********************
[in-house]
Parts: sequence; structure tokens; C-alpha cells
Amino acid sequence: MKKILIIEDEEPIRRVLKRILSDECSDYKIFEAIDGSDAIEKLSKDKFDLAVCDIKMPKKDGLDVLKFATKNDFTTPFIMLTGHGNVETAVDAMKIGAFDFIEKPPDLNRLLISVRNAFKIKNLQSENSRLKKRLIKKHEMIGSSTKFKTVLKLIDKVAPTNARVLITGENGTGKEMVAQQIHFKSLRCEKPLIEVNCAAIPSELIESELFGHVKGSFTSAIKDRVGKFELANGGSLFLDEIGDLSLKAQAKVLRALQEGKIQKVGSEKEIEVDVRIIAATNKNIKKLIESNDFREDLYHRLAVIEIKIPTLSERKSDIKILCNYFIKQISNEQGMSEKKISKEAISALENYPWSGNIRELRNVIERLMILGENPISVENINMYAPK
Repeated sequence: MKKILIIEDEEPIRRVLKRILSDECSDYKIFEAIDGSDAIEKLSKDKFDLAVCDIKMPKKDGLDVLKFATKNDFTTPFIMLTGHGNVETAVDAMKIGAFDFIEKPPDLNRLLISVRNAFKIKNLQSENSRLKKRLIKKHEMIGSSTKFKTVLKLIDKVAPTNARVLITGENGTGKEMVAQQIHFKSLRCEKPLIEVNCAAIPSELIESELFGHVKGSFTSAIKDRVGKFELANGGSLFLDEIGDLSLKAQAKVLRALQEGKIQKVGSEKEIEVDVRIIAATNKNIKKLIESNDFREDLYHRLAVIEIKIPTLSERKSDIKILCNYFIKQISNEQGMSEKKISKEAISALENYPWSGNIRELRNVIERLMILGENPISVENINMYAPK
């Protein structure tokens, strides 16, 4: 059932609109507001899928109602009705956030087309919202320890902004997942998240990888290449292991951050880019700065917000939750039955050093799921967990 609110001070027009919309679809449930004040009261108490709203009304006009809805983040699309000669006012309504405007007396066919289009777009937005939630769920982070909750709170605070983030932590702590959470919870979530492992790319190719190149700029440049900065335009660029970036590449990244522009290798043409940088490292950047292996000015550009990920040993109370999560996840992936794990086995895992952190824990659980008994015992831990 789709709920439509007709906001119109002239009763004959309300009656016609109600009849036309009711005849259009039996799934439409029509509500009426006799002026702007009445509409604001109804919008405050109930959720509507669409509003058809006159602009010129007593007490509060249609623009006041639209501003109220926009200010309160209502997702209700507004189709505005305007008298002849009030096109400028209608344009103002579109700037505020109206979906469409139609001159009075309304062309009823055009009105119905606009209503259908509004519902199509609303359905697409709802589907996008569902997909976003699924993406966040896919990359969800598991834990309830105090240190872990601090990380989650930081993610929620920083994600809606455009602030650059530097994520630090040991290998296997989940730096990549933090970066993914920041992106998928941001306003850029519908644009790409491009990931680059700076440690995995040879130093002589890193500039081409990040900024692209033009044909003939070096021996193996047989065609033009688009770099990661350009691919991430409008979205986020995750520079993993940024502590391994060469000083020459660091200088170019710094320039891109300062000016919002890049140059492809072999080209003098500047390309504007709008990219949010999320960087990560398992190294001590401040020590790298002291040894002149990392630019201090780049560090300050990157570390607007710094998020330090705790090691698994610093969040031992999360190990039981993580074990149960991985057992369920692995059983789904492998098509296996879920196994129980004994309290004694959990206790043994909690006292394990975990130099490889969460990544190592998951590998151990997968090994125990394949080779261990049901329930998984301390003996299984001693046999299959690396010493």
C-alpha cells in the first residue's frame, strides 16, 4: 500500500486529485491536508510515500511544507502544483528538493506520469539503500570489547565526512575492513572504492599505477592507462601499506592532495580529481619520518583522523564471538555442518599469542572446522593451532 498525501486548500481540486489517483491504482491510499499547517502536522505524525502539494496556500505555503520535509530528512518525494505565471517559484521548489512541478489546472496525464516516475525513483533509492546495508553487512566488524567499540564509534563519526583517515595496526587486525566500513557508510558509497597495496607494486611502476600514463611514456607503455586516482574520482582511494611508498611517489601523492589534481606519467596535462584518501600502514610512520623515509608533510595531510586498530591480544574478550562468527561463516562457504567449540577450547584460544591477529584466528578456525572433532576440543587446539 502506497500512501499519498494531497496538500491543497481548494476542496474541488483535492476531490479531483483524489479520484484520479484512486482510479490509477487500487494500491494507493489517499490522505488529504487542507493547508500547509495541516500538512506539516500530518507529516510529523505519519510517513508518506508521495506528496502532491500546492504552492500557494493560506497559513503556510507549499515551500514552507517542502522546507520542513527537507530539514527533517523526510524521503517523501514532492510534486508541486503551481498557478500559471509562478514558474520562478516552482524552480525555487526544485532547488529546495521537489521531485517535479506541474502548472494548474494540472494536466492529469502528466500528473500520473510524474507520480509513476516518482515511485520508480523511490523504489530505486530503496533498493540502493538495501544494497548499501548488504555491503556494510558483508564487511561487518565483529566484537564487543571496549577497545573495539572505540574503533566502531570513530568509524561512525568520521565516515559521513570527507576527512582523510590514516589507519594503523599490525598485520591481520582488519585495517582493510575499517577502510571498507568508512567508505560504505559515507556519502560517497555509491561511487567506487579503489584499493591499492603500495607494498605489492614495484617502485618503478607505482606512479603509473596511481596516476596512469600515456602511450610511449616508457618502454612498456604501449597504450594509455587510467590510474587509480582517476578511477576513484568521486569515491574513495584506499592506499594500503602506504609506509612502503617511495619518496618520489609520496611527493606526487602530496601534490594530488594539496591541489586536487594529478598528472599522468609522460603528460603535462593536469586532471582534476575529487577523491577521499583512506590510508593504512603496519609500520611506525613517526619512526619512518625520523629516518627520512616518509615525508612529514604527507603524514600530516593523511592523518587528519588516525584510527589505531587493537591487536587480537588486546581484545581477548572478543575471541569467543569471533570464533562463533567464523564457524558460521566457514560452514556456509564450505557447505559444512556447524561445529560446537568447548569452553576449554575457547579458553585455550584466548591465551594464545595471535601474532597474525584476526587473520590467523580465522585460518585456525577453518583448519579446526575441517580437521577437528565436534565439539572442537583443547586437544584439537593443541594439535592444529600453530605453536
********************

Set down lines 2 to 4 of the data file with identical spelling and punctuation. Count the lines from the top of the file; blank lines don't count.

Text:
Parts: sequence; structure tokens; C-alpha cells
Amino acid sequence: MKKILIIEDEEPIRRVLKRILSDECSDYKIFEAIDGSDAIEKLSKDKFDLAVCDIKMPKKDGLDVLKFATKNDFTTPFIMLTGHGNVETAVDAMKIGAFDFIEKPPDLNRLLISVRNAFKIKNLQSENSRLKKRLIKKHEMIGSSTKFKTVLKLIDKVAPTNARVLITGENGTGKEMVAQQIHFKSLRCEKPLIEVNCAAIPSELIESELFGHVKGSFTSAIKDRVGKFELANGGSLFLDEIGDLSLKAQAKVLRALQEGKIQKVGSEKEIEVDVRIIAATNKNIKKLIESNDFREDLYHRLAVIEIKIPTLSERKSDIKILCNYFIKQISNEQGMSEKKISKEAISALENYPWSGNIRELRNVIERLMILGENPISVENINMYAPK
Repeated sequence: MKKILIIEDEEPIRRVLKRILSDECSDYKIFEAIDGSDAIEKLSKDKFDLAVCDIKMPKKDGLDVLKFATKNDFTTPFIMLTGHGNVETAVDAMKIGAFDFIEKPPDLNRLLISVRNAFKIKNLQSENSRLKKRLIKKHEMIGSSTKFKTVLKLIDKVAPTNARVLITGENGTGKEMVAQQIHFKSLRCEKPLIEVNCAAIPSELIESELFGHVKGSFTSAIKDRVGKFELANGGSLFLDEIGDLSLKAQAKVLRALQEGKIQKVGSEKEIEVDVRIIAATNKNIKKLIESNDFREDLYHRLAVIEIKIPTLSERKSDIKILCNYFIKQISNEQGMSEKKISKEAISALENYPWSGNIRELRNVIERLMILGENPISVENINMYAPK